Sunday, May 30, 2010

Hudson Valley FCU, Mortgage Recording Tax, and Class Action Lawyers

The Times Herald-Record is reporting that Hudson Valley FCU is being sued by borrowers regarding the mortgage recording tax.

For more details about the mortgage recording tax, see earlier posts (April 13 and May 26).

The article states that "[o]n April 29, a group of borrowers who obtained mortgages from Hudson Valley Federal Credit Union filed a lawsuit against the credit union seeking a refund, plus damages, of the tax they paid to have their mortgages recorded in the counties where they lived."

The sharks, I mean lawyers, representing the borrowers are with Izard Nobel, a Hartford, Conn.-based class action firm.

The article states that there could potentially be thousands of plantiffs as 10 other states have mortgage recording taxes.

With apologies to Jimmy Buffett,

"You got fins to the left, fins to the right, and you're the only bait in town."

Thursday, May 27, 2010

Treasury Would Support Increase in Business Lending Cap for Qualified CUs

The Treasury Department Secretary Timothy Geithner sent a letter on Tuesday to House Financial Services Committee Chairman Barney Frank stating that the agency would support increasing the member business-lending cap for certain well-qualified credit unions from 12.25 percent to up to 27.5 percent of total assets.

Geithner said the cap could be raised for credit unions that have been near the 12.25 percent limit for four consecutive quarters; are well capitalized; have no less than five years of experience underwriting and servicing member business loans; have strong policies and experience managing such loans; and satisfy other standards that the national Credit Union Administration has established to maintain safety and soundness.

Below is the legislative language submitted by Treasury.(click on image to enlarge)

Wednesday, May 26, 2010

New York Court Rules that FCUs Subject to Mortgage Recording Tax

The New York Supreme Court ruled that even though the Federal CU Act defines federally chartered credit unions as instrumentalities of the federal government and thus exempt from state taxes, the mortgage recording tax is not a tax on credit unions or a tax on borrowers, but on the “privilege of recording” a mortgage, as argued by the state’s Department of Taxation and Finance. (see Aril 13 post) The Court found that the mortgage recording tax was properly assessed against federal credit unions, including Hudson Valley FCU, and granted the Department of Taxation and Finance motion to dismiss.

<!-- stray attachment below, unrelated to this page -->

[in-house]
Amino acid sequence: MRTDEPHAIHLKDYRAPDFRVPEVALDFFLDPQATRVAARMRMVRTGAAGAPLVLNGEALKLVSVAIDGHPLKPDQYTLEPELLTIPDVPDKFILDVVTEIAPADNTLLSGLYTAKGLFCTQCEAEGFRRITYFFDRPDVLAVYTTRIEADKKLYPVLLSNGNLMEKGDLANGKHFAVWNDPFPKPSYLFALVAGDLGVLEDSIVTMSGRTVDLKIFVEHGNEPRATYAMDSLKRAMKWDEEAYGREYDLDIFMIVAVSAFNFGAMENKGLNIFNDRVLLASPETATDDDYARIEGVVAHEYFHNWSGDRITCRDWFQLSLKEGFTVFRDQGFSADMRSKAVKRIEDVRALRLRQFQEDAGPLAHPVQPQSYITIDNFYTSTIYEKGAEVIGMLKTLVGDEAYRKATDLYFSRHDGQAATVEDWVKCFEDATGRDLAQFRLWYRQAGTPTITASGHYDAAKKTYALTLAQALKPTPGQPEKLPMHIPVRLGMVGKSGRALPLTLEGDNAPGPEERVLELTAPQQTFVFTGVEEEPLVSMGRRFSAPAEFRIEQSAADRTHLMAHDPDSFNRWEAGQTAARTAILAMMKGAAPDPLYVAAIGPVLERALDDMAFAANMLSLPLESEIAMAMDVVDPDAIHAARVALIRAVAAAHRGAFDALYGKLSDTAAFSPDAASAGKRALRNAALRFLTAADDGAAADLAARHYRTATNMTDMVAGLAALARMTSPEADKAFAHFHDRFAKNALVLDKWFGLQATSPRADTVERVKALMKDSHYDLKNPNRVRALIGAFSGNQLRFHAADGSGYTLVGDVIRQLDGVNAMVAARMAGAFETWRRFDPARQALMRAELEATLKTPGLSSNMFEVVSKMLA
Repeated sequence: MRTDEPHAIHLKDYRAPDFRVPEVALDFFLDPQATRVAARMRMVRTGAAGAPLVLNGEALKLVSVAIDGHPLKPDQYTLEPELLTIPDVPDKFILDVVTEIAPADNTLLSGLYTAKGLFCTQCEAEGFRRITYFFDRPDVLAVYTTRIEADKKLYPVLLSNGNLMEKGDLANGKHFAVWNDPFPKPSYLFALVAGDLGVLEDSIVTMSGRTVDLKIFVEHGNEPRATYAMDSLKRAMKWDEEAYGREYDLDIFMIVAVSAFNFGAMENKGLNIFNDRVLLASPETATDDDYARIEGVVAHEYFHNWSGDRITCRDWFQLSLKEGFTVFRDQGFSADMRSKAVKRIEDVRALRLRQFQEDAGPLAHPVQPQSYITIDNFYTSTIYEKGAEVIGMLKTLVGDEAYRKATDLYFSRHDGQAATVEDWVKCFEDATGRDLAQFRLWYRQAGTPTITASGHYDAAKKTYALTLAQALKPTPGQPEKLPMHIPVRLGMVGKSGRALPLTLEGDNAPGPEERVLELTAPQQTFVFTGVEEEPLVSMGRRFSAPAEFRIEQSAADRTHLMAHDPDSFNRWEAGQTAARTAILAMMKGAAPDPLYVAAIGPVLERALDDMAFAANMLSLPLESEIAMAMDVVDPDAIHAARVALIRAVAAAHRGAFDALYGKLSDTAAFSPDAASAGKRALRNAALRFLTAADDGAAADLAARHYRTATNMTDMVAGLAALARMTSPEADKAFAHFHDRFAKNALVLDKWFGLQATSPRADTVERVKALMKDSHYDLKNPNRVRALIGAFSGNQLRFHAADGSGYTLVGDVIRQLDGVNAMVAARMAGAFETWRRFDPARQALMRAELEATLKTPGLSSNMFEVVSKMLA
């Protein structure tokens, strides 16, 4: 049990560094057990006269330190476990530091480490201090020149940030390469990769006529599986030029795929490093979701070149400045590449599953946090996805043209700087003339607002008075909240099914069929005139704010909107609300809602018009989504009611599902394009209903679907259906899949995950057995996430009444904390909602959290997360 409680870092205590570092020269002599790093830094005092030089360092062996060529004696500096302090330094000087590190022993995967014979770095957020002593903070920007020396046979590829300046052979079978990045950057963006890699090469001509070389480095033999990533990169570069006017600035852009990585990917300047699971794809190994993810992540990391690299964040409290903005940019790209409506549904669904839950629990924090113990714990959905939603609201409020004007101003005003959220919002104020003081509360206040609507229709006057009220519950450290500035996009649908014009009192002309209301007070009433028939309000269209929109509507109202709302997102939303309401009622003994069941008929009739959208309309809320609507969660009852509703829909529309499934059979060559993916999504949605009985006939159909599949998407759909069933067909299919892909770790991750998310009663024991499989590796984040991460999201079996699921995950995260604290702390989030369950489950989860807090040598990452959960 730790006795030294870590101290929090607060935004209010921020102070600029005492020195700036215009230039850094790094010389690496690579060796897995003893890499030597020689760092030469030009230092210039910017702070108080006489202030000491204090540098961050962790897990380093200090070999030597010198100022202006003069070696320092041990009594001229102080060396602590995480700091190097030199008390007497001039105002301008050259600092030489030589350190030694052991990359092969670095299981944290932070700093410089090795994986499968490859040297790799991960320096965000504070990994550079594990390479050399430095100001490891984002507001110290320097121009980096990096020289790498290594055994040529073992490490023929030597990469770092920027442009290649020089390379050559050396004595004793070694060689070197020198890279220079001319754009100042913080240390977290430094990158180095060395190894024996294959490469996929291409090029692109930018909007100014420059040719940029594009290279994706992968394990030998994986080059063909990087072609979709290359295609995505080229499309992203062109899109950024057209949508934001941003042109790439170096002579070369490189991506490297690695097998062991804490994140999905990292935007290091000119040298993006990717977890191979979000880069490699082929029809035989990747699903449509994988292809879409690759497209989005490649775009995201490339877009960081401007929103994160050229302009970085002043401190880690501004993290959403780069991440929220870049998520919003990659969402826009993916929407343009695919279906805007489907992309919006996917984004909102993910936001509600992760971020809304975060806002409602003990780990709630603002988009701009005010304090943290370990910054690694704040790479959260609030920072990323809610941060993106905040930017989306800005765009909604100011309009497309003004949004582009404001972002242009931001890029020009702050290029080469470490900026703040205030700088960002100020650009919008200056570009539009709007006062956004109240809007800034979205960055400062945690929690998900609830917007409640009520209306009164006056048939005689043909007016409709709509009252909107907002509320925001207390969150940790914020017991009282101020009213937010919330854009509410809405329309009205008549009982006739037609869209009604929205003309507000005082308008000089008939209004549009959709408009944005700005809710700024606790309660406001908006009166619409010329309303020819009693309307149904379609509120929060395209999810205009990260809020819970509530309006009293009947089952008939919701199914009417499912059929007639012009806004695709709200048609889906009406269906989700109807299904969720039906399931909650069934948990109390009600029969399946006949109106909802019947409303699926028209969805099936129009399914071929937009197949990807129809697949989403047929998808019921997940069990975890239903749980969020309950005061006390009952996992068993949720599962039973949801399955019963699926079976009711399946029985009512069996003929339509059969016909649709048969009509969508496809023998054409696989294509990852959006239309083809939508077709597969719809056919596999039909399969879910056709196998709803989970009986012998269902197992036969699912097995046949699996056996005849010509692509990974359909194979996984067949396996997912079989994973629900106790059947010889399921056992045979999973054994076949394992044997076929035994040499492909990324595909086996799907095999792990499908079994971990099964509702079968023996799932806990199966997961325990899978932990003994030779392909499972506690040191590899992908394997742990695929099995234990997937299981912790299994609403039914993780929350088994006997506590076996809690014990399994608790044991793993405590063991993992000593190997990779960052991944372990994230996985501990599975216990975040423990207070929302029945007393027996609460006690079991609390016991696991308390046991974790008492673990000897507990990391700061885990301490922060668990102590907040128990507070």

Hudson Valley FCU challenged the mortgage recording tax arguing that federal credit unions are exempt from virtually all state
and local taxation, including taxation on intangible property such as mortgages. The credit union was seeking a refund of almost $1.9 million.

But the New York Court of Appeals held that the mortgage recording tax is not a tax on property, and thus not an exempted tax for federal credit unions.

Friday, May 21, 2010

Kentucky Supreme Court: CUs Can Have FOM Based on Geography

The Kentucky Supreme Court overturned a lower court ruling that stated the Kentucky Department of Financial Institutions (DFI) lacked authority to grant fields of membership (FOM) based on geography.

Home Federal Savings and Loan Association sued the Kentucky regulator arguing that state law did not permit community-based FOMs for state-chartered credit unions.

When the legislature amended the Kentucky credit union statute in 1984, it changed the field of membership requirement so that "[c]redit union membership shall be limited to persons having a common bond of similar occupations, association or interest."

The circuit court granted summary judgment in favor of Home Federal, after concluding that DFI was no longer authorized to charter credit unions with geographic fields of membership. The court found that 1984 amendments to the statute omitted the model act's language that expressly allowed geographic and several other specific fields of membership. This omission caused the lower court to conclude that the legislature had "considered and rejected the option of allowing community based, or geographic, fields of membership" when it amended the statutes .

However, the Kentucky Supreme Court in its opinion concluded that the legislative change in the field of membership went “from specific, narrow allowable categories to more generic language. This indicates a legislative intent to broaden the allowable categories of membership … so long as they could reasonably be understood to fit within the current language of the statute.”

The Supreme Court decision focused around the concept of common bond of shared interest.

The Supreme Court opined that "a group of persons share the same hobby or enjoy novels by the same author, while technically a shared interest, is insufficient to demonstrate the common bond required to form a credit union. The shared interest in such cases does not link such persons in any substantial way or create any sort of financial or legal interdependence."

However, geographic connection is different. "Persons who live in the same neighborhood or rural farming district do have a concrete shared interest that demonstrates a common bond."

Thus, the court found a geographic or community field of membership is permissible under state law.

Thursday, May 20, 2010

NCUA: Assets in Problem Credit Unions Increase in April

NCUA reported that the number of problem credit unions (credit unions with a CAMEL ratings of 4 or 5) increased in April by 8 to 357 credit unions.